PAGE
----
A new survey has discovered that nearly half of people in the UK feel no sense of belonging in the community where they live.
The survey of 1,250 people, conducted by housing experts Laurus Homes, revealed that only 53% of people felt a sense of community with others that lived on their street.
The results varied greatly by age. 18 to 24-year-olds were least likely to feel a sense of belonging (44%) whereas those of retirement age (65+) were most likely to feel connected to where they lived (64%).
While there was no statistically significant difference between male and female respondents, sentiment changed greatly by region. Those in Wales were most likely to report that they felt a strong sense of belonging within their community (65%), whereas that number plummeted to just 44% for Londoners.
Is the UK losing its sense of community?
The survey from Laurus Homes displays a marked decline in the public’s sense of kinship with their local area over the last five years. Since 2014, the proportion of people who said they felt a sense of belonging in their neighbourhood has gone down from 72% (Source: Community Life Survey) to just 47% in this latest report.
Previous research from the Department for Digital, Culture, Media and Sport also found that in the last five years, Britons have become less likely to trust their neighbours. Only 40% of those surveyed in 2019 said that many of the people in their neighbourhood could be trusted, down from 48% in 2014.
In fact, the proportion of adults who chat with their neighbours at least once a month — beyond a mere ‘hello’ — has also declined in the same time (75% in 2015 to 72% in 2019).
This coincides with the increase in the number of people who felt their area had gotten worse to live in. That figure stands at more than 1 in 4 people in 2019, up from 1 in 5 just five years earlier.
What problems can a loss of community cause?
While the decline in our sense of community might seem insignificant in the grand scheme of things, it has significant impacts on health.
Social isolation is a major risk factor for mental health. One research paper published in BMC Public Health found that working-age adults who lived alone were significantly more likely to develop mental health problems and rely on antidepressants than those who lived in a shared household.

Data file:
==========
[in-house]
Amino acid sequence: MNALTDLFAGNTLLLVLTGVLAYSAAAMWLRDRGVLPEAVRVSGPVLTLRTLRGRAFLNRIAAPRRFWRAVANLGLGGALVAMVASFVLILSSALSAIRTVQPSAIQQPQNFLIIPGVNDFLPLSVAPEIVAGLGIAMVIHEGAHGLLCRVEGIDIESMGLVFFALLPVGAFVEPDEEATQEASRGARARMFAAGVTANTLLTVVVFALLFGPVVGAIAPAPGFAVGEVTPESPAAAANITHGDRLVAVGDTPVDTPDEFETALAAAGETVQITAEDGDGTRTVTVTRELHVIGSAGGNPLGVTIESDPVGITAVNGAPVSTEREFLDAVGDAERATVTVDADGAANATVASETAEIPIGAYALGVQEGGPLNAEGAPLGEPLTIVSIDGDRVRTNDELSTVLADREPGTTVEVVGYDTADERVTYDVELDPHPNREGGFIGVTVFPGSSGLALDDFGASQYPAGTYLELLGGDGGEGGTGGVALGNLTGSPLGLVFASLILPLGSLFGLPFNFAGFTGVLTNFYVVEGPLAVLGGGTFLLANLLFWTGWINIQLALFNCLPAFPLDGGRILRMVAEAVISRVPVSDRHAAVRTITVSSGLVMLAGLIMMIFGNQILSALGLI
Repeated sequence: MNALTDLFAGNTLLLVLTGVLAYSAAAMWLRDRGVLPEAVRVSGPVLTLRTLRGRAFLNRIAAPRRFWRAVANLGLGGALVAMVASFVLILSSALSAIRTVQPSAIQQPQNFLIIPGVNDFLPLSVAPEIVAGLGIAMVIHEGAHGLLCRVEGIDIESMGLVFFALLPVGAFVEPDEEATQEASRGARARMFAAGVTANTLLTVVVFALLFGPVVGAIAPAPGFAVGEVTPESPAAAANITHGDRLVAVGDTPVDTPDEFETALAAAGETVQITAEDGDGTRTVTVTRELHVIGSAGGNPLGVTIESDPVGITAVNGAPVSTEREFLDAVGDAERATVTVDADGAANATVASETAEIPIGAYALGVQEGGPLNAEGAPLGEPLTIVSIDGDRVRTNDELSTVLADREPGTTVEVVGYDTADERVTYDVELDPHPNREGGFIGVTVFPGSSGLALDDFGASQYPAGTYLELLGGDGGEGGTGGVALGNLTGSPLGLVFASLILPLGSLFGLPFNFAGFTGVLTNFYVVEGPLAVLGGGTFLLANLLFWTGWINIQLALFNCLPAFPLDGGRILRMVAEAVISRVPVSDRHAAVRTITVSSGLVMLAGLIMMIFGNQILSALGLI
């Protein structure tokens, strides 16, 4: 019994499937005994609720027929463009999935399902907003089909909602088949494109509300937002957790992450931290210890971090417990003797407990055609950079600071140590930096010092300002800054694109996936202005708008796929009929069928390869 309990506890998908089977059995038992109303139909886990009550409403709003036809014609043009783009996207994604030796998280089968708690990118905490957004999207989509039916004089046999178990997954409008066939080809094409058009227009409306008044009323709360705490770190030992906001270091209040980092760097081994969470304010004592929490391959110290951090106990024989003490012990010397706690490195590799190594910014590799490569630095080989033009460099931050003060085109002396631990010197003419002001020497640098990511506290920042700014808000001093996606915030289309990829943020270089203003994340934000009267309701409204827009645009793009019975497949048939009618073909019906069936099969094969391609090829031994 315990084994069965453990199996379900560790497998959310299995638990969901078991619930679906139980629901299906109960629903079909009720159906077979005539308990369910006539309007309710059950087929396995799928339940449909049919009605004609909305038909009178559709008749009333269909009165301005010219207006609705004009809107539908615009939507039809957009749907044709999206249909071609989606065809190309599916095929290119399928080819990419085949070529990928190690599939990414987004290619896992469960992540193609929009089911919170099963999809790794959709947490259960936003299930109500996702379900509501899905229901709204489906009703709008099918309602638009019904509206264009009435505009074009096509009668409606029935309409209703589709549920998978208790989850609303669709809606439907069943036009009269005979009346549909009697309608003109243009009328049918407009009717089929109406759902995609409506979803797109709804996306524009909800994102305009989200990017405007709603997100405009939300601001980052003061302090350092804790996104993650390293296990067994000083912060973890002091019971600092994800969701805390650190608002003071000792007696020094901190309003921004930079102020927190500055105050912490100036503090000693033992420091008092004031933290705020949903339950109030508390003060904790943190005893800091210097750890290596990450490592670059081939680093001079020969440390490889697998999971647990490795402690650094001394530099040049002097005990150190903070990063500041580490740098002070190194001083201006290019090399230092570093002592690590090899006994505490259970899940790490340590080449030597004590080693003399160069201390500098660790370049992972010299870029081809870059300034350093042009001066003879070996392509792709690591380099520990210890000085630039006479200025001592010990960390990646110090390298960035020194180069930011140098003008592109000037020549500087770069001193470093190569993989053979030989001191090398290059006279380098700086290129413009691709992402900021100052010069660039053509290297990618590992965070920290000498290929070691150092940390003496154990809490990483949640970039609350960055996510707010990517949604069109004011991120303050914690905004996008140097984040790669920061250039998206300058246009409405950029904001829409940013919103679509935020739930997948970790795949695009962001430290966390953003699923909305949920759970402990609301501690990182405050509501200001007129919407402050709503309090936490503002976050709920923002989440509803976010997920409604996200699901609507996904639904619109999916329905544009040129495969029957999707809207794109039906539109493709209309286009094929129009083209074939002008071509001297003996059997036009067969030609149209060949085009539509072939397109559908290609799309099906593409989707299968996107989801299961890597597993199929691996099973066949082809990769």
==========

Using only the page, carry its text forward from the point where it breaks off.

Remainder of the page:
Many experts believe that having someone to talk to about ideas and circumstances helps people feel accepted by others. Feeling accepted is a core pillar of our psychological well-being. Without tight-knit communities, this sense of acceptance is more difficult to find.
How can we get our sense of community back?
The decline of local communities isn’t inevitable. In fact, there are a number of ways we can revive the sense of community in our neighbourhoods, boosting our mental health and well-being along the way.
Annie Clewlow, Manager of neighbourhood charity Communicare, suggests that lots of opportunities to chat — such as pubs, working men’s clubs, pension queues and at the school gates — have been lost thanks to the rise of digital communication.
“People need to be given more opportunities to ‘bump into’ one another in community spaces where they feel comfortable and safe. This includes cross-generational opportunities to increase mixing and socialisation across all age groups as this will improve each generation’s understanding of others.
“Some supermarket cafés already have tables set aside for people who would like to meet others for a chat to sit at and some cities also have ‘happy to chat’ benches.”
Annie said that local authorities could be instrumental in revitalising the UK’s sense of community. She said: “The government can encourage and support a ‘bottom-up’ approach and target funding to support community development such as local solutions groups.”
Zac Worthington, Sales Manager from Laurus Homes, said: “It’s clear from the findings that we have to look into whether there is a disconnect between people and their local areas, which could create the loss of a sense of community.
“As the results from the survey show people need more opportunities to ‘bump into each other’. That’s why we are building homes rather than houses. We want to foster a new sense of community by building homes where people want to live and connect with their neighbours and engage in a community.”
“Getting reconnected to a local community is key in helping reduce the level of social isolation our country experiences and encourage a way of living that is far better for our mental well-being.”